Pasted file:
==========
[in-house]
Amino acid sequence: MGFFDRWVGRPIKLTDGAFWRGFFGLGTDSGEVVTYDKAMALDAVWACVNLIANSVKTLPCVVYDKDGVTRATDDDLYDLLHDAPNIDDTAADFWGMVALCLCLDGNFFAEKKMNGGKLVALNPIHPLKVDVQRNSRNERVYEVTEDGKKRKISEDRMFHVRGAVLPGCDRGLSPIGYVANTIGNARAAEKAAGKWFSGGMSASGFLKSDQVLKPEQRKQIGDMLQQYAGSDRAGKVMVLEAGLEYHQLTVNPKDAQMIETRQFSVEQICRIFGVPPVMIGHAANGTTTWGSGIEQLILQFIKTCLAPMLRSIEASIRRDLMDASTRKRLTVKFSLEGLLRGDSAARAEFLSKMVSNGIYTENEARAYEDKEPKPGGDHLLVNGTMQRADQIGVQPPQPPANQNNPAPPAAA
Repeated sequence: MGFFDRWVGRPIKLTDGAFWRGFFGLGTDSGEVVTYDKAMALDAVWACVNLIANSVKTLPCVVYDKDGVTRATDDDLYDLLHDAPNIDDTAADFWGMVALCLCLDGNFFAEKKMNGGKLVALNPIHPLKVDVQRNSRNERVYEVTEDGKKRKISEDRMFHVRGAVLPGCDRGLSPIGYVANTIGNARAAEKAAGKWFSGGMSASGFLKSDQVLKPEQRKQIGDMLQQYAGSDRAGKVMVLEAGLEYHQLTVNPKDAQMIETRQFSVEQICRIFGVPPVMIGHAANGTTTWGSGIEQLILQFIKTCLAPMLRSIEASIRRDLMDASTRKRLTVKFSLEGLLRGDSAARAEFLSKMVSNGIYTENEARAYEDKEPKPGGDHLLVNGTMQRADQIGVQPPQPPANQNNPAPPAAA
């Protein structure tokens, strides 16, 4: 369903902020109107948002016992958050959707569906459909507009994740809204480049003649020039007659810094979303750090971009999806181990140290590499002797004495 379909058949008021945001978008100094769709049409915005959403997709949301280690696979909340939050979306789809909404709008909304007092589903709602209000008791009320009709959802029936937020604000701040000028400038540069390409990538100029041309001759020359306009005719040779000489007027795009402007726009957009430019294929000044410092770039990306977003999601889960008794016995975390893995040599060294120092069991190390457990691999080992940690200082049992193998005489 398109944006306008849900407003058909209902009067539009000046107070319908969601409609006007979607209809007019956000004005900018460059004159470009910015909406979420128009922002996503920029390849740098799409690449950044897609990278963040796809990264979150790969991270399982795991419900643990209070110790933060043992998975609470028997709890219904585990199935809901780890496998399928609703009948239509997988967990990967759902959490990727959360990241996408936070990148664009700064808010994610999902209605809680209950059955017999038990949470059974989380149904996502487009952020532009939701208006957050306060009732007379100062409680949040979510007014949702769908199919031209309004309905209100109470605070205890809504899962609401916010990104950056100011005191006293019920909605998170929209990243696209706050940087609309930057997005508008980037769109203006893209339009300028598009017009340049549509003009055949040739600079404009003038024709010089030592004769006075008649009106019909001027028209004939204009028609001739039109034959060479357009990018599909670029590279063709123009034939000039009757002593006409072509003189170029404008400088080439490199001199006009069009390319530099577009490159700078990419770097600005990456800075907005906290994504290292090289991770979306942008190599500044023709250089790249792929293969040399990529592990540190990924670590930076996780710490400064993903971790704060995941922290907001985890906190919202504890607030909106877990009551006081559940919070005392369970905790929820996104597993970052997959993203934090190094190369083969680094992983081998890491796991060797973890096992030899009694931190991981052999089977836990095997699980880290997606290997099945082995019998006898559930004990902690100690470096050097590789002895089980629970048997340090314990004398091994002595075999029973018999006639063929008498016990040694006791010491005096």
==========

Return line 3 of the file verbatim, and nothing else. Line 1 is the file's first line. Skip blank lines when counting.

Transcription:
Repeated sequence: MGFFDRWVGRPIKLTDGAFWRGFFGLGTDSGEVVTYDKAMALDAVWACVNLIANSVKTLPCVVYDKDGVTRATDDDLYDLLHDAPNIDDTAADFWGMVALCLCLDGNFFAEKKMNGGKLVALNPIHPLKVDVQRNSRNERVYEVTEDGKKRKISEDRMFHVRGAVLPGCDRGLSPIGYVANTIGNARAAEKAAGKWFSGGMSASGFLKSDQVLKPEQRKQIGDMLQQYAGSDRAGKVMVLEAGLEYHQLTVNPKDAQMIETRQFSVEQICRIFGVPPVMIGHAANGTTTWGSGIEQLILQFIKTCLAPMLRSIEASIRRDLMDASTRKRLTVKFSLEGLLRGDSAARAEFLSKMVSNGIYTENEARAYEDKEPKPGGDHLLVNGTMQRADQIGVQPPQPPANQNNPAPPAAA